MOSCOW - Ukraine and pro-Russian separatists accused each other on Wednesday of attempting to break a six-month-old peace agreement, with a rebel official warning of the threat of "big war" if the ceasefire crumbles.
Ukraine's allies expressed particular concern this week after the Ukrainian military reported the heaviest rebel artillery attacks in six months and fresh fighting near the strategic port city of Mariupol.
Rebels have, in turn, accused government troops of increased shelling in defiance of the peace deal, brokered in Minsk, Belarus, in mid-February to end a conflict in which over 6,500 have been killed.
"We unfortunately can see the limitation of the implementation of the Minsk agreements on the part of Kiev, unfortunately we can see provocations on the part of Kiev," rebel envoy Denis Pushilin said in a briefing.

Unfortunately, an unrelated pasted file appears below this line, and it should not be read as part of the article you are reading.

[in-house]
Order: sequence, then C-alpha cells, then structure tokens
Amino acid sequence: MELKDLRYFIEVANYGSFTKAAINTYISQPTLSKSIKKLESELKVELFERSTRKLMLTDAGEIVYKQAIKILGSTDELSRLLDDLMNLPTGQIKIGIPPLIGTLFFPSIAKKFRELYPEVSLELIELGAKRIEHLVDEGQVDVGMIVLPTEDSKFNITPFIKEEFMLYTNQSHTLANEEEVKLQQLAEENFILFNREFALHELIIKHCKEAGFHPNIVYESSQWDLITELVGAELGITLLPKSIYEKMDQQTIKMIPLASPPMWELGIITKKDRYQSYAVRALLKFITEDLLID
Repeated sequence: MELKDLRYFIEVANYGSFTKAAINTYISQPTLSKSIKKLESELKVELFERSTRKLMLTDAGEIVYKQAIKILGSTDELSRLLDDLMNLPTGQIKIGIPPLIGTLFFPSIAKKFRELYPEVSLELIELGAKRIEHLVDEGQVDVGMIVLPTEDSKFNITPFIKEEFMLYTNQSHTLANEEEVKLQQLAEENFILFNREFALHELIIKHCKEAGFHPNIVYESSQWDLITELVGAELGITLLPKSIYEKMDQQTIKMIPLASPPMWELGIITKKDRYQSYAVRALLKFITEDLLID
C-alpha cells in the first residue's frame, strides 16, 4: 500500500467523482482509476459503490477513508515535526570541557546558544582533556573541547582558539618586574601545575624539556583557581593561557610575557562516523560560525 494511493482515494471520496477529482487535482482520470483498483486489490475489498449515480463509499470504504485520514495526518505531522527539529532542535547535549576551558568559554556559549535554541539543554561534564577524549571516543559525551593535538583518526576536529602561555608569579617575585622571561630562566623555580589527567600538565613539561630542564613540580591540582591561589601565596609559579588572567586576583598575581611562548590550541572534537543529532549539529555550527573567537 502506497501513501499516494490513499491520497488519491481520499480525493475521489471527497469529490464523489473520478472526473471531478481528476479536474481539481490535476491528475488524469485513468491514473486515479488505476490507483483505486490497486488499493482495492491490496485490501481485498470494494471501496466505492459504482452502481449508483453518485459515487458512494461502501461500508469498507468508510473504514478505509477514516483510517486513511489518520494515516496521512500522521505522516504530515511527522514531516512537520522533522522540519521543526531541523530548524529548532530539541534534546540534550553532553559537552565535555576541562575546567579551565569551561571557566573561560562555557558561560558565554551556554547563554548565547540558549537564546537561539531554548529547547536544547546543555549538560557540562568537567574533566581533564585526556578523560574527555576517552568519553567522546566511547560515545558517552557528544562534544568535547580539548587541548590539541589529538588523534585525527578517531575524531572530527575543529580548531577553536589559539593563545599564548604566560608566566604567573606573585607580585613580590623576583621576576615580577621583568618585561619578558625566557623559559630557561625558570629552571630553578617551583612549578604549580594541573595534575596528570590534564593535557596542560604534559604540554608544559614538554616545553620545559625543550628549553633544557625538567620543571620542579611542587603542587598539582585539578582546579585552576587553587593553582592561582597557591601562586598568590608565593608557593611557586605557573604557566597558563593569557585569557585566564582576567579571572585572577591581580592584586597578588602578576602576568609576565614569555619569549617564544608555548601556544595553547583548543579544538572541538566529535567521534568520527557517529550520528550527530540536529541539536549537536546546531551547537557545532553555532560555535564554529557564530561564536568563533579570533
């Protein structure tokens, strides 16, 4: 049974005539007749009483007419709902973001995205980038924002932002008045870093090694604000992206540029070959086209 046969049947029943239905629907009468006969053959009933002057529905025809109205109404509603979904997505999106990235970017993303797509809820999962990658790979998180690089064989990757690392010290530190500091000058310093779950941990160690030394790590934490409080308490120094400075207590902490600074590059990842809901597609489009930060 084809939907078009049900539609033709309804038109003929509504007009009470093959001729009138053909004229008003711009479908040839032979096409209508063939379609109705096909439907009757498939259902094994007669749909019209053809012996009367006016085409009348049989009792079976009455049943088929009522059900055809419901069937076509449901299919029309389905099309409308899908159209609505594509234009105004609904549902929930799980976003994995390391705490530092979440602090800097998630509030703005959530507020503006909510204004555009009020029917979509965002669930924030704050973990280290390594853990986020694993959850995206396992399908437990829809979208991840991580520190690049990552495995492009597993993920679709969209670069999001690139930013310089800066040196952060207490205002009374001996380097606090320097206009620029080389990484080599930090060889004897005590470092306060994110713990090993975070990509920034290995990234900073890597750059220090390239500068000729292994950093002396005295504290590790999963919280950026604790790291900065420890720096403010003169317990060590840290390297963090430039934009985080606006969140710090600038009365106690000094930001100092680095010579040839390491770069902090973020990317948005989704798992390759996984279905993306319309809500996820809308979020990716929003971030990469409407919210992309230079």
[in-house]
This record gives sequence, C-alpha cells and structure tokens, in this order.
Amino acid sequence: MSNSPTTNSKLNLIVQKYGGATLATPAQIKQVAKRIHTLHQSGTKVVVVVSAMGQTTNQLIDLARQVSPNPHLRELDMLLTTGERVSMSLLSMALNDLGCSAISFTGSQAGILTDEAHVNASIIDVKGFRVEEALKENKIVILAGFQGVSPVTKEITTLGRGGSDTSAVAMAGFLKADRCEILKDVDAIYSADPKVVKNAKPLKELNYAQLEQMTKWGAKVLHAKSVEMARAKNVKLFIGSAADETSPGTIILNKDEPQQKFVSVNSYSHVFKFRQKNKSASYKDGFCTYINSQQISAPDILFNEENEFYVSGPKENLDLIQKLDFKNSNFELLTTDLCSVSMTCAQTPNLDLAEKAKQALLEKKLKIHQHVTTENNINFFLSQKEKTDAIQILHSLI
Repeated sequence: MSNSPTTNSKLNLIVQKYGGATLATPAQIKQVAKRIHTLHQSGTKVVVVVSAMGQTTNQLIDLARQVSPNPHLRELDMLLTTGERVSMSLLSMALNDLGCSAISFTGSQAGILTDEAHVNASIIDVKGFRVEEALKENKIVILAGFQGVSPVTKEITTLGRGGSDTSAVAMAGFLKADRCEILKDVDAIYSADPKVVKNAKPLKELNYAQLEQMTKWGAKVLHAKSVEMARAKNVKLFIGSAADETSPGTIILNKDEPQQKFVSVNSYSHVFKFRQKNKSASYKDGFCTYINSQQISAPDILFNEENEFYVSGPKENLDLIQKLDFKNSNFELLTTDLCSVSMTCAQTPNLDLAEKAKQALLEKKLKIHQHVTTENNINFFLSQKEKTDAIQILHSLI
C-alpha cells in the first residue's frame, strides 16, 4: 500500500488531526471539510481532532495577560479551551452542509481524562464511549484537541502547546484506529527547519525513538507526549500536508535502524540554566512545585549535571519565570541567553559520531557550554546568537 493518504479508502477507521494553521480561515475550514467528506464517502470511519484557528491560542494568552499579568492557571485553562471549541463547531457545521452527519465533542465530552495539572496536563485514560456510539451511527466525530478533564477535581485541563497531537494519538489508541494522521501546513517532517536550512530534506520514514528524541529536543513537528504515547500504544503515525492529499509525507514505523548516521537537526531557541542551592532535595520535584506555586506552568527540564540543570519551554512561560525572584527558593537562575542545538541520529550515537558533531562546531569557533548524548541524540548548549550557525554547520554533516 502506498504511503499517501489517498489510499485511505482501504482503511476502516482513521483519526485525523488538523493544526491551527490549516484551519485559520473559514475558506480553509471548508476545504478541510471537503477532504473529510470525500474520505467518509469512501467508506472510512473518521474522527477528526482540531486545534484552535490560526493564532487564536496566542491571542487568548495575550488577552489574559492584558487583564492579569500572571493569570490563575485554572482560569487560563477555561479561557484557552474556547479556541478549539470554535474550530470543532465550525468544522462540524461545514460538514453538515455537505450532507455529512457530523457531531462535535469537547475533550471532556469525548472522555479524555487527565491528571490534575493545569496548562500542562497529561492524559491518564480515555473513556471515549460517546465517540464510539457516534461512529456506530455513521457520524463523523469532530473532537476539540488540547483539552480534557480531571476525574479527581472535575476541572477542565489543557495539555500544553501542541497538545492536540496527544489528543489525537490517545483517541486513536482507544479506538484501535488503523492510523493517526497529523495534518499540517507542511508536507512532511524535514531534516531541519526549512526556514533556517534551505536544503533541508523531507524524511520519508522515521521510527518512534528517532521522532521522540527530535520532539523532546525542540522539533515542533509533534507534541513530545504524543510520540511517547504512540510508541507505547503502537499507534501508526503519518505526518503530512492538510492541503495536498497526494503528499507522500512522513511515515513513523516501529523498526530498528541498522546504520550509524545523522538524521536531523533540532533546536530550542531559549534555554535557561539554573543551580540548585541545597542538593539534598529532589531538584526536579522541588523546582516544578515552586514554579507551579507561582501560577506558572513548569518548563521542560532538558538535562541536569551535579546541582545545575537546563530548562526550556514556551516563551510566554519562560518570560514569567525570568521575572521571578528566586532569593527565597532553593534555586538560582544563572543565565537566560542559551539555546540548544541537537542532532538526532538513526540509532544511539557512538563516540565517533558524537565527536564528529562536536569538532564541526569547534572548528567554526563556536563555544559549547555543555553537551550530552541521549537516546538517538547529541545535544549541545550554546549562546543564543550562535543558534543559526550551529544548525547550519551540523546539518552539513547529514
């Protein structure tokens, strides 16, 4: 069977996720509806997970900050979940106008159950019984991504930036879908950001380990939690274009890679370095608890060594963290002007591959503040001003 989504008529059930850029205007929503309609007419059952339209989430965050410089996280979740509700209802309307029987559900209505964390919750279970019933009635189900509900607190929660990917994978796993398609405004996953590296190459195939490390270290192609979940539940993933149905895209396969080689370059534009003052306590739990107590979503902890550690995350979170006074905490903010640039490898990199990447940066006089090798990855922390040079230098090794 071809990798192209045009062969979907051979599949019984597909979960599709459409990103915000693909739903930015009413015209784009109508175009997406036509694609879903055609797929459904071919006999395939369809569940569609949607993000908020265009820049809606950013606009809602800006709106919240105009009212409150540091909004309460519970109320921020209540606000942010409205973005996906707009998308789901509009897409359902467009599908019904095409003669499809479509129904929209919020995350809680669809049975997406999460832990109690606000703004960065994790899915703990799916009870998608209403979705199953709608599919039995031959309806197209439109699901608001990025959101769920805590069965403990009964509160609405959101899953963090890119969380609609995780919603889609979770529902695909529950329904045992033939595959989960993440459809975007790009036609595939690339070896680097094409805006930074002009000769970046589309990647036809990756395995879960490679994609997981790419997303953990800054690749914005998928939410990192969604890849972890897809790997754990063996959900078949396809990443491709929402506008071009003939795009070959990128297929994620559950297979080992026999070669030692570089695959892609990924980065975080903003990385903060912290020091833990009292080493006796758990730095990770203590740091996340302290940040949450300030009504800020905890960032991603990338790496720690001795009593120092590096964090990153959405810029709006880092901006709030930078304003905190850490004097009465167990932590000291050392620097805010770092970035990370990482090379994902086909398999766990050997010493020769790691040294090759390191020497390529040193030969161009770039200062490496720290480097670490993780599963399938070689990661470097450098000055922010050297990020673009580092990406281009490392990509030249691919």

"Kiev most likely also understands that if the Minsk process will be halted as it is ... this means war ... not only in the Donbass (eastern Ukraine), but this may be a big war," he said.
Ivan Dacic, the head of security watchdog the Organization for Security and Cooperation in Europe, on Tuesday described the latest escalation in separatist eastern regions as "alarming" and called on both sides to adhere to the ceasefire.
The OSCE has reported a significant increase of ceasefire violations in areas east and north of Mariupol.